Sunday, August 30, 2020

Talking to Myself Thirty-Seven

Our Zinnia Garden, photo by Janet Wyatt 

Talking to Myself Thirty-Seven August 30, 2020

Zinnia time again, thanks to Janet.

How I wanted something we planted

to grow. The perennials fought their way

to bloom: daffodils, a few determined

crocuses, daylilies, the small sunflowers,

the hydrangea bush, and the forsythia,

but I missed my zinnias. Janet egged

me on, and we ordered Benares giants,

all colors. And my favorite cosmos: 

Sensation. Pink, white, purple.

Yesterday Tim picked the first bouquet.

The more you pick them, the more

they bloom. Now they rest on our

dining table: dark red, bright pink,

yellow, the new green. They join the

table clutter: this week’s newspaper, 

various papers I’m working on, books, 

my Trollope novel Phineas Finn, my

appointment book, cracker boxes, 

salt, the honey jar, miscellaneous spoons,

a roll of paper towels, Tylenol, file

folders, toothpicks, the sugar bowl,

green placemats. They belong. I’ll

make sure the zinnias have their water.

Sunday, August 23, 2020

Talking to Myself Thirty-Six


photo of our first Zinnia bloom taken by Janet Wyeth

Talking to Myself Thirty-Six    August 23, 2020

It’s hard to admit that my life had lacked joy.

Then it arrived, despite the deadly virus, the

rare face-to-face conversations, the rising

death toll, my slow rate of healing. We have

seven new Zinnia blooms: pink, yellow,

orange, white, and many buds rising. We

eat a lot of beans and rice, homemade

bread and ginger tea. Then comes a

letter in Russian. I paste it into my translation 

program and read: “Sweet Judy.” He thanks

me again for his voyage to America twenty-

seven years ago. It was work, but those days

of communion, of barriers falling down, were 

worth it many times over. He’s writing about it. 

He is convinced that between Russians and

Americans there is not much difference. I’m 

lifted up, grow stronger, walk more easily.

Then joy. Now I know all will be well with me.

Sunday, August 16, 2020

Talking to Myself Thirty-Five

Talking to Myself Thirty-Five August 16, 2020

I had decided to try a street event. 

First Sunday I believe they called it.

They gave me a space on the sidewalk

in front of the Joyful Jewel, an art shop.

Sales were hard to come by. I barely

made more than I paid to enter.

Then the art shop owner, Mariah,

came outside and said she’d be happy

to take my books. I gladly accepted.

About that time I began to publish 

my mysteries myself. Friends advised

me to do three or four a year. When

I had the funds, I did three. Mariah

kept smiling, but I suspect the volume

of books overwhelmed her. Then

I joined her annual Voice and Vision

event in April and wrote poems about

paintings I liked. Clearly, the poets’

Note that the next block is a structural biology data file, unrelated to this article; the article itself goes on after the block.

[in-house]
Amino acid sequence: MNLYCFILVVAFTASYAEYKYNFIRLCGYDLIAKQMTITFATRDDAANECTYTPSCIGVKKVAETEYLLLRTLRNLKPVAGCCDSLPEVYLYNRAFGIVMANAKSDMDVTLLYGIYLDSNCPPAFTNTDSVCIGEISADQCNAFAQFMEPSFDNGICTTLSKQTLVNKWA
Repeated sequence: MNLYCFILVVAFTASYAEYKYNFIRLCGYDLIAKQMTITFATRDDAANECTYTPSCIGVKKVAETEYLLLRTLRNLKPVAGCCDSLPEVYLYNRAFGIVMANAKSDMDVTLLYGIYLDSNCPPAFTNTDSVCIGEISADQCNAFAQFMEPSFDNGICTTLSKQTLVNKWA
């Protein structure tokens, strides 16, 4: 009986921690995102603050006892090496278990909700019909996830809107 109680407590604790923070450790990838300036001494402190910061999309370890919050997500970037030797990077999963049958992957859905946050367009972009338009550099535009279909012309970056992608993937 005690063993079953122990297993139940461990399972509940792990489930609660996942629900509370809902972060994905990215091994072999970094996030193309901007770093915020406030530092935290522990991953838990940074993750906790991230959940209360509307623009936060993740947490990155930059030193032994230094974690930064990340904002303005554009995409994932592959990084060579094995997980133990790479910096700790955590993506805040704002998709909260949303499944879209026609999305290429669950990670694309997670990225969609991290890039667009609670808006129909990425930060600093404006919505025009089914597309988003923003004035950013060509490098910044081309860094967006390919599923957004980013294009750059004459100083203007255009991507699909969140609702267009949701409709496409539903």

art came from the heart. They hugged,

cried, and laughed. Around them the 

paintings, sculptures, hats, cups all 

rejoiced with us in this shop which 

hallowed the eternally creative spirit. 

Sunday, August 9, 2020

Talking to Myself Thirty-Four

Talking to Myself Thirty-Four August 9, 2020

These years push forward their agenda,

but I’m not to know the details or the names.

My episodes might be tiny strokes I don’t

even notice. Or maybe seizures. Brain

doctors can name many things that can

go wrong in an aging brain. Yet most

days I’m tranquil, resting body and mind

more than I used to, sleeping or not

sleeping by whimsy. Sometimes I feel

jittery and make myself rest. One doctor

congratulates me on doing this well at age

eighty-three. Anther threatens me with

massive stroke. Yet I walk, I read, I try

to solve copyright problems for my new

book. Days pass. I muster my patience.

I still love a man who no longer walks

the earth. I type old manuscripts and

translate a Russian friend’s memories, 

amazed that he trusts me. I read old

books and study our failings and 

foibles, our moments of truth-speaking

and commitment to justice. No one

else knows the details either. Doctors

love to try their fancy medicines, but 

sometimes the cures are worse than the 

episodes. I want to choose how I live

my life–as long as I can. I haven’t

done too badly so far. 


Photo by Janet Wyatt in August 2020  Rose of Sharon tree.

Sunday, August 2, 2020

Talking to Myself Thirty-Three August 2, 2020

Talking to Myself Thirty-Three August 2, 2020

I remember Schelykovo. You 
took me there that first week.
We saw the house, carefully
preserved, of Russia’s playwright,
loved and honored as our Shakespeare.
We went into a peasant house, sat 
on the benches against the walls,
visited the pool where the Snow Maiden 
died, wetted our faces for a long
life, if not an immortal one. Your
friend Yuri knew him personally,
was scolded and influenced by the
great man. And I, at an age you 
never reached, still have my
students. How much longer will
I influence them, scold them, and
praise them? In some ways I was
the peasant woman you longed
for but less submissive, more
outspoken. Someone to cherish 
while keeping your distance. Still,
we had those moments. We stood
outside ourselves, we communed. 
No one noticed at first, We sat on
rocks in a stream bed. You prayed
to a tree that it wouldn’t rain. Each
day I get older, but you stay the
same. Your life is trapped in
eternity, but we each have a wing,
and who knows where and when
we’ll be together again.

Photo of the front of Schelykovo by Vera Belikh.